Sad News

Former Minnesota Twin Kirby Puckett, the most popular athlete ever to play in this state, suffered a massive stroke over the weekend. It is being reported that he will be removed from life support later tonight. Kirby is 45 years old.
Kirby was liked and respected everywhere, but I think you had to be a Twins fan to fully appreciate him. His cheerful confidence and good humor never flagged. He never played at less than full speed, no matter how insignificant a game may have been in the standings. Kirby’s stumpy appearance was deceiving; he was fast, especially in his early years, and was one of the strongest men in baseball. Notwithstanding his image, which bordered on the cuddly, Kirby was tough. I once saw a catcher try to block the plate as he was coming in to score; Puckett knocked him half way to the dugout.
Kirby led the Twins to two World Series titles. On October 26, 1991, he played the best game in the history of Minnesota sports: the fabled Game 6 of the World Series. The Twins trailed the Atlanta Braves three games to two. Kirby took the series to its final game almost single-handedly; through nine innings, he had knocked in two runs and scored another. He had also saved a run, and the game, with one of his gravity-defying leaps against the left-center field wall. The game went into extra innings. By the bottom of the 11th, it was growing late in Minnesota…and it was the middle of the night in Munich, where I was traveling on business.
It was the only maybe-paranormal experience I’ve ever had. I woke with a start in my hotel room, and something led me to crawl across the floor to an old, black and white television set in the middle of the room. I turned it on, and waited while the picture came into focus. I didn’t even have to change the channel–it was the bottom of the 11th, live from the Metrodome. The crowd was screaming; the announcers were excited, too, but I couldn’t understand a word they said. A Braves left-hander was pitching to Kirby, who took the first two pitches. The third, he knocked over the fence to send the series to Game 7. The crowd and the Twins went stark, raving mad. I turned off the TV and went back to sleep; in the morning, I wasn’t sure whether I’d seen Kirby win the game with a home run or not.
The iconic photo below shows Puckett rounding the bases after hitting his Game 6 winner:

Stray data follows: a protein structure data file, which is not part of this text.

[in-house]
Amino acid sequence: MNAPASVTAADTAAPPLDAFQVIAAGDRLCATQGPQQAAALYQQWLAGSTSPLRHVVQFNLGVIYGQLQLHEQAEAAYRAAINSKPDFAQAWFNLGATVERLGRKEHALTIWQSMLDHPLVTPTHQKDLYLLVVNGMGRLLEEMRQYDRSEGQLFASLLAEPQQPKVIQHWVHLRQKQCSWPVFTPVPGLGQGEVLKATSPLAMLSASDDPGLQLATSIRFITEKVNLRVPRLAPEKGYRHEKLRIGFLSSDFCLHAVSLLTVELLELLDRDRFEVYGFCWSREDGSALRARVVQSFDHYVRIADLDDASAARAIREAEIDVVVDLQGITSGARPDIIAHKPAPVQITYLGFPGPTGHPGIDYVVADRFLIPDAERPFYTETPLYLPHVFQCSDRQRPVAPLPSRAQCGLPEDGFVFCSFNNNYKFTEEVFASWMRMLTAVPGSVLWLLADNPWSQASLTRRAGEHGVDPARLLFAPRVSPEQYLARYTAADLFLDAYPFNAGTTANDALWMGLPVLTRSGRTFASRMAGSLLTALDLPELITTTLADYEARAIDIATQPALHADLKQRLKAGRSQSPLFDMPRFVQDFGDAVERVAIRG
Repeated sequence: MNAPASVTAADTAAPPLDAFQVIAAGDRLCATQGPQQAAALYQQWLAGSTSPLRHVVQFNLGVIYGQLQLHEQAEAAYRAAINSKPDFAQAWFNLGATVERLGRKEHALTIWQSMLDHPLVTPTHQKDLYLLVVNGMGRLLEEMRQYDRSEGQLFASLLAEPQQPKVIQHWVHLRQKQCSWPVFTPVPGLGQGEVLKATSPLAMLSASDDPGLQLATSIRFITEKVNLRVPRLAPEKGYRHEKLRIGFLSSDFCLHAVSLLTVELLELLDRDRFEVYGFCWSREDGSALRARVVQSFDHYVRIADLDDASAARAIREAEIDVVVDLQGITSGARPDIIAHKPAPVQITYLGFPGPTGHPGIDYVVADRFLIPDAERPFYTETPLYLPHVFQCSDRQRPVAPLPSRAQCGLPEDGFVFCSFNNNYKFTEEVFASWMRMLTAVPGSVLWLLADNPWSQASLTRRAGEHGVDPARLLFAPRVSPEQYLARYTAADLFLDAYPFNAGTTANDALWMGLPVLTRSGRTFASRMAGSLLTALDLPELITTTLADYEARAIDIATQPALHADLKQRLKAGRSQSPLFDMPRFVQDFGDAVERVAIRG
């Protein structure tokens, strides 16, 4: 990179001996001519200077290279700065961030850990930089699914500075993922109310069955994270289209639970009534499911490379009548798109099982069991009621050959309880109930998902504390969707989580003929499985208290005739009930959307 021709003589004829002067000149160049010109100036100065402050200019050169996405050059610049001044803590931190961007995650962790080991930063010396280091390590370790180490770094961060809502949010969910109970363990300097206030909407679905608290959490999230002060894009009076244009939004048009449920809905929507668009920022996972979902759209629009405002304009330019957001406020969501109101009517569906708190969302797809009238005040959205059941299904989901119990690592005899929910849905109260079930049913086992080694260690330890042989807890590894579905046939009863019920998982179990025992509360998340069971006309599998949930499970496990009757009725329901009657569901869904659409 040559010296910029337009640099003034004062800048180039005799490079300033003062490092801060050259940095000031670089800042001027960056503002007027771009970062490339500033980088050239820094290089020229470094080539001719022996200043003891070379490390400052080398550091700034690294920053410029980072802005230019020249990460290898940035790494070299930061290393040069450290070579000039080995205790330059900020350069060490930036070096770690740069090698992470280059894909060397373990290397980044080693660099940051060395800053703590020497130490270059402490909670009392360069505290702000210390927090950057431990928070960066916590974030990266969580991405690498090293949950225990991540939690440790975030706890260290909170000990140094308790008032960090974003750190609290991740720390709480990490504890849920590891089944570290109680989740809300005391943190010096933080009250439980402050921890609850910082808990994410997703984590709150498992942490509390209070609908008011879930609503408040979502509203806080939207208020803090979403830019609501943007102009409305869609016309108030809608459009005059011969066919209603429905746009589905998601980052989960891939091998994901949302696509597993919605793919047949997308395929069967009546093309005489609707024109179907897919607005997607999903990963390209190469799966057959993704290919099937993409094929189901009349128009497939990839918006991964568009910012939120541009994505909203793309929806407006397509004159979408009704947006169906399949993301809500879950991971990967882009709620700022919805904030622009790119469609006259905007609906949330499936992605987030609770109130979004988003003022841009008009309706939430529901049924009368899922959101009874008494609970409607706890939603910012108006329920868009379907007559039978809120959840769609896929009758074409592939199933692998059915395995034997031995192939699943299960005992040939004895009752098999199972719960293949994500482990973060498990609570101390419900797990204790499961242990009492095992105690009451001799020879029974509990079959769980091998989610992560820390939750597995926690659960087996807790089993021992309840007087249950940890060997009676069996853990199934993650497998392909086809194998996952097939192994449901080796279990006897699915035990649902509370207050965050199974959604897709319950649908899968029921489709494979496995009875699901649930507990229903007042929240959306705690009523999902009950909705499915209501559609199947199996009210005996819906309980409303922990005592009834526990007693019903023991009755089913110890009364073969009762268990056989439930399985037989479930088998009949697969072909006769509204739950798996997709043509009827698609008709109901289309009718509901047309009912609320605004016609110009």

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My favorite Puckett moments were the times–lots of them–when he would time his leap perfectly against the Metrodome’s center field fence, and rob an opponent of a home run:
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Kirby was forced into retirement, prematurely, by glaucoma that ruined his vision in one eye. The team held a press conference to announce his retirement, at which I think Kirby was the only person who wasn’t sobbing. Puckett was a good man by all accounts; like many athletes, he struggled to find any retirement activity as fulfilling as baseball. He was beloved to the end by every sports fan and every child in Minnesota.
UPDATE: Television news has just announced that Kirby Puckett passed away a few minutes ago.
MORE: Mitch Berg remembers Kirby.
AND, FINALLY: I can’t resist adding this anecdote from a commenter on Shot in the Dark:

I listened to Fox Sports on XM radio last night on a trip from Minneapolis to North Dakota. They dedicated the entire four hour show to Kirby. Although there were so many touching stories about Kirby, the one that brought tears was the following.
A man called in that his kid brother was being treated for cancer at the Mayo Clinic in October, 1991. On the morning of Game 6, Kirby Puckett, unannounced, arrived at the Mayo Clinic with balloons and gifts for the sick kids. He stopped and visited with this man’s brother and told him (I paraphrase) only the good die young.
His brother died as did Kirby, both way too young. Thank you Kirby for the memories of baseball and your kindness.

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